As Russia blocked access to Meta Platforms Inc.’s flagship social networking platforms, Facebook and Instagram increased the demand for Internet users as a tool to avoid restrictions, data from a monitoring company showed.
Russia’s access to Russia has been cut off since Monday, in response to Meta’s ability to send messages such as “Death to the Russian invaders” to Ukrainian social media users last week. Facebook has already banned Moscow because it said there were restrictions on access to Russian media.
On the eve of the Instagram ban, the demand for virtual private networks (VPNs) that encrypt data and obscure the user’s location rose 2,088 percent more than the average daily demand in mid-February, according to data from Top10VPN monitoring company.
Russia has received unprecedented Western sanctions for its actions in Ukraine and is struggling to control the flow of information, with foreign social media companies slowing down traffic and, in the case of Facebook and Instagram, with outright bans.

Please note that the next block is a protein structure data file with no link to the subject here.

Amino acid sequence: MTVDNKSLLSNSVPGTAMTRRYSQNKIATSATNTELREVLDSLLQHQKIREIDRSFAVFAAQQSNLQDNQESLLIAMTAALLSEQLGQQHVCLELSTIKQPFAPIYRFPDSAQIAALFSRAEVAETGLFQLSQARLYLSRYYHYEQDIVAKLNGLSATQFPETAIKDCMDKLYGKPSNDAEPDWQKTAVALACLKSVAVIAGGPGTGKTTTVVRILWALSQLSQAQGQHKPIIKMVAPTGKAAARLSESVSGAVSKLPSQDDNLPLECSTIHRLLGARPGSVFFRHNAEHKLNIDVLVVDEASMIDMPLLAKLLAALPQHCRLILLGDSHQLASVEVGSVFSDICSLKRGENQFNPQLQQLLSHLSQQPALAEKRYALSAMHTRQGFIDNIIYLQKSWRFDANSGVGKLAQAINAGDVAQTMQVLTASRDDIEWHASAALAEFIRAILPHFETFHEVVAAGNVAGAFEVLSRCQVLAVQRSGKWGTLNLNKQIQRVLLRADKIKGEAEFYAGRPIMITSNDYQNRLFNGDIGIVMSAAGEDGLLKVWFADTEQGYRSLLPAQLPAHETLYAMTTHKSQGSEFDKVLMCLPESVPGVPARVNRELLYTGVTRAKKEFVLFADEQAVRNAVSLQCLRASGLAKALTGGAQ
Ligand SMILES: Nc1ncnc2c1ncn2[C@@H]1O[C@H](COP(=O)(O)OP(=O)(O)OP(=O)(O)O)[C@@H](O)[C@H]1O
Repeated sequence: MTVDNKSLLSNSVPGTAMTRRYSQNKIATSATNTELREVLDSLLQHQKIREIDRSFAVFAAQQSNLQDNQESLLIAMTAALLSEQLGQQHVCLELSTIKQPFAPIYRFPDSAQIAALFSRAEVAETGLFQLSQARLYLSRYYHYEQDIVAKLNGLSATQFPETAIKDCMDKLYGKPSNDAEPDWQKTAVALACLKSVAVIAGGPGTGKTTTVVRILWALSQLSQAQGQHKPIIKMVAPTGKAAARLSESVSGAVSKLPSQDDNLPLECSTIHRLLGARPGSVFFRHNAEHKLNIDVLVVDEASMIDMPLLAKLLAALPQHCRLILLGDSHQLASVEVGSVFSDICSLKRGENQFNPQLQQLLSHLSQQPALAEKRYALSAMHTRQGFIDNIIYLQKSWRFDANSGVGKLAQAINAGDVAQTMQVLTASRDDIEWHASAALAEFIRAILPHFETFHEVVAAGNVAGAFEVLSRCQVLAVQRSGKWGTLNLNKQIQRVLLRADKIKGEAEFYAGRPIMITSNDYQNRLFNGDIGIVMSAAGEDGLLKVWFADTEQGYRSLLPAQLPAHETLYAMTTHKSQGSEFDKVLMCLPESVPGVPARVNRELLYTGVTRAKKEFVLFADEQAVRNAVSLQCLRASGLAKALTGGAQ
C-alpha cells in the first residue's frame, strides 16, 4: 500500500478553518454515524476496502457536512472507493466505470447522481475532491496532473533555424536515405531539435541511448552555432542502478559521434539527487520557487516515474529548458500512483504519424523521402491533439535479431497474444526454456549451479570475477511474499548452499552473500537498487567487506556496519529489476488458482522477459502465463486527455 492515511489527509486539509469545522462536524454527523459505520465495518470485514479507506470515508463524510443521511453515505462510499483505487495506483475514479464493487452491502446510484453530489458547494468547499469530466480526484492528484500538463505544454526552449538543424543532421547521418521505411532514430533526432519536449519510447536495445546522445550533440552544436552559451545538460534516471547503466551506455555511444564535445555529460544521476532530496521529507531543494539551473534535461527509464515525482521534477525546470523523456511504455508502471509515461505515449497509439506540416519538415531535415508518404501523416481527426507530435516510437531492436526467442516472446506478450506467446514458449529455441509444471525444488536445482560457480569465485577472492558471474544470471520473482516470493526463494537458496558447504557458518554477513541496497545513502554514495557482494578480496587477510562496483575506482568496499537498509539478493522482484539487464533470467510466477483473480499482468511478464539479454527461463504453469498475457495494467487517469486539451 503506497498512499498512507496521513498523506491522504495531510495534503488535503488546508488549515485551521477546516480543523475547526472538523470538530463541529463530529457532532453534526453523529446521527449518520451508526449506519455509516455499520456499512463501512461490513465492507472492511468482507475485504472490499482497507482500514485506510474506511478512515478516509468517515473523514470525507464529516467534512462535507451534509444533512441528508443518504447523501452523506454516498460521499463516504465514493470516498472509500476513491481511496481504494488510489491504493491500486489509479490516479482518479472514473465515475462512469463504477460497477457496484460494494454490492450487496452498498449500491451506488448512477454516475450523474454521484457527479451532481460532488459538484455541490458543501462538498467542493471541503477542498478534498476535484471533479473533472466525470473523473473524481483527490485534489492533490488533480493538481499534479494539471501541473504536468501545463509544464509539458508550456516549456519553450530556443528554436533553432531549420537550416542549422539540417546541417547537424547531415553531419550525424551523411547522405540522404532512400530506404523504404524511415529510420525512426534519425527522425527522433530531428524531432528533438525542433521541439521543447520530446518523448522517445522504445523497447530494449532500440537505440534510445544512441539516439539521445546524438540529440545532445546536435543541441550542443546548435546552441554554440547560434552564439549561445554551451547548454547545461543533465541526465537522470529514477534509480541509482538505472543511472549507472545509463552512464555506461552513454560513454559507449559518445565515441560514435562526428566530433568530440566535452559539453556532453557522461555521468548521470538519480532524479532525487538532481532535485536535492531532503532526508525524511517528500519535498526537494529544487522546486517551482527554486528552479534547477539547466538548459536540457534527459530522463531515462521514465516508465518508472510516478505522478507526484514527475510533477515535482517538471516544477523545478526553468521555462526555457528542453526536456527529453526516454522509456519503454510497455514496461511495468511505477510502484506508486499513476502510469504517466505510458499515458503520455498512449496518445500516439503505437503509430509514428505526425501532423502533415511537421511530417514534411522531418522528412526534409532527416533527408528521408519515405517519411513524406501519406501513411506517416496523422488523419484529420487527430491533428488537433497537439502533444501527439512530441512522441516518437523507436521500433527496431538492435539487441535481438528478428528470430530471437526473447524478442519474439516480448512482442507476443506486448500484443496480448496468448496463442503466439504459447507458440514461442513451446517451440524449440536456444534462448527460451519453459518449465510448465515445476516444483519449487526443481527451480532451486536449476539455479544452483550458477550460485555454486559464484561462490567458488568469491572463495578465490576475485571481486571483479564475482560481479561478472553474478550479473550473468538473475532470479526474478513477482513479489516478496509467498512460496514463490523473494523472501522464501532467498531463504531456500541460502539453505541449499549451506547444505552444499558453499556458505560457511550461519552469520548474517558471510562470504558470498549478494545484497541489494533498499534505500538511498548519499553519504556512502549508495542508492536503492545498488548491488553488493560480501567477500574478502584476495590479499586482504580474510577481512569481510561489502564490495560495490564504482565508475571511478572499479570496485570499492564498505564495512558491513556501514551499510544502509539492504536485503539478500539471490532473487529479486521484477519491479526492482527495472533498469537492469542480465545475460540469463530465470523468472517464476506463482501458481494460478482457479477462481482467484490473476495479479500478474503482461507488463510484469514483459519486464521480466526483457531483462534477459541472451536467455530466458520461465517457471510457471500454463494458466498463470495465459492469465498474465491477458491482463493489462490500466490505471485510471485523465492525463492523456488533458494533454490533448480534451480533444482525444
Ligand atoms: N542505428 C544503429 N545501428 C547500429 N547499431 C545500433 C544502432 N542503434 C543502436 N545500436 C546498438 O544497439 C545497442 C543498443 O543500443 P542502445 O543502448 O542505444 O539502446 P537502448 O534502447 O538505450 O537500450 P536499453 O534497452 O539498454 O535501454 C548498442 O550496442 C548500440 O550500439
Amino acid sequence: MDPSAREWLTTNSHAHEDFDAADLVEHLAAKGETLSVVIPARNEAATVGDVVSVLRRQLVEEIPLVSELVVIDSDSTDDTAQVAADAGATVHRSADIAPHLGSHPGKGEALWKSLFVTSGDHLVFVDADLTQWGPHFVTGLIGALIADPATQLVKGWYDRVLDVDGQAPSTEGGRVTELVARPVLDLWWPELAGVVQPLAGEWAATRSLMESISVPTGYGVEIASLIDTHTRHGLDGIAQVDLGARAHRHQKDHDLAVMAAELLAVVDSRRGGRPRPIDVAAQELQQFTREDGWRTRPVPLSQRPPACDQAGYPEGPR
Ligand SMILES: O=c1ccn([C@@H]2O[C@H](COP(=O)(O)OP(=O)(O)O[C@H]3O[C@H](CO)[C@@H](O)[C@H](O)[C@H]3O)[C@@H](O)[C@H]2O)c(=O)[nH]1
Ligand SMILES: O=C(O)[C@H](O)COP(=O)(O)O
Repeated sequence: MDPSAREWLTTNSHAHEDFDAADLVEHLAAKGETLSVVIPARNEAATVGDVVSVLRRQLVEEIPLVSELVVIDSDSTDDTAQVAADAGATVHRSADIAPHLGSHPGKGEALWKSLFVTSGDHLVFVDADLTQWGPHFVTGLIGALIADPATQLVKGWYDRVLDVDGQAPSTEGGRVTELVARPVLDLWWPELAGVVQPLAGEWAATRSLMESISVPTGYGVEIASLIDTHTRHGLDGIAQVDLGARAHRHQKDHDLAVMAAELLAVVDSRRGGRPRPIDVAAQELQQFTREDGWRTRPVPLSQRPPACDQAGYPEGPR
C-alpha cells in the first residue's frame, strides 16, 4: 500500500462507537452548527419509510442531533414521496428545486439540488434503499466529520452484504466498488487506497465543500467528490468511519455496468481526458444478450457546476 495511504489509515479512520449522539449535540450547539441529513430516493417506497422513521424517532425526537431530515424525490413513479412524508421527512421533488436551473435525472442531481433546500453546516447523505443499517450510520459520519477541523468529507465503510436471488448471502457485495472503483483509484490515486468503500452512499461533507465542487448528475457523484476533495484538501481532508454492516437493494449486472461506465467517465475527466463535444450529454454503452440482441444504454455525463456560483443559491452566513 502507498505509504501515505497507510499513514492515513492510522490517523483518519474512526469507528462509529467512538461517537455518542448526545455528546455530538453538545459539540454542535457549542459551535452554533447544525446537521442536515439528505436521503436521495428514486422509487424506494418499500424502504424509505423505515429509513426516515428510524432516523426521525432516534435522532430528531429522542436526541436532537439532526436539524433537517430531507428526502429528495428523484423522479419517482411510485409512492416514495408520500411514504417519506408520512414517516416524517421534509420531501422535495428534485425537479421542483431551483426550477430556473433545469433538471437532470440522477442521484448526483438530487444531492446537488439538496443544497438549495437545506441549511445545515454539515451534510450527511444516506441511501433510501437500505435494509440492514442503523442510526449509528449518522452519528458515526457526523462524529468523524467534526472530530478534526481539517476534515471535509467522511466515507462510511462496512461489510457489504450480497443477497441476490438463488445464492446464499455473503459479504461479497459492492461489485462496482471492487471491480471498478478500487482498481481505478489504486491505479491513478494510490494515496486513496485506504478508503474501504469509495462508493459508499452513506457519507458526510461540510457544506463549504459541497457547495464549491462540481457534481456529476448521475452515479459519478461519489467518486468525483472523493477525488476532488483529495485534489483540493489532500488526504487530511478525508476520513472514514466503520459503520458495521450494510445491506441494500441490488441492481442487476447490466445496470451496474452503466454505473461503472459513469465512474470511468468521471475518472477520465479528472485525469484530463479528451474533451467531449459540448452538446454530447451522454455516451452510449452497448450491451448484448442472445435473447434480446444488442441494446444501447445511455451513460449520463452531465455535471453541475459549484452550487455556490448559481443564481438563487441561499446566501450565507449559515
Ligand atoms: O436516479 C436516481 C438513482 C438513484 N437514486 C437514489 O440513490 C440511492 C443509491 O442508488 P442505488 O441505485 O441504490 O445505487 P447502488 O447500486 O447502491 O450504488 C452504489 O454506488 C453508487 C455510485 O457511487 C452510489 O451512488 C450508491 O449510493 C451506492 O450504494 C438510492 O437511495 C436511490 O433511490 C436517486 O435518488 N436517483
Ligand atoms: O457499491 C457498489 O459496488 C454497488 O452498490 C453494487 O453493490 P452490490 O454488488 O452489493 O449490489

The demand for VPNs has already risen in the region, as websites in Russia and Ukraine have been the victims of cyber attacks.
Russia banned several VPNs last year, but did not completely block them because critical parts of a wider campaign are stifling Internet freedom.
Top10VPN’s analysis of data from more than 6,000 entries in Russia’s central register of blocked websites found that 203 news sites and 97 foreign exchange and crypto sites were blocked in Russia.
State communications regulator Roskomnadzor said on Monday that the number of cyber attacks on the Russian government’s IT systems and infrastructure had increased significantly since February 24.
He warned the perpetrators that cyberattacks could have criminal consequences.
© Thomson Reuters 2022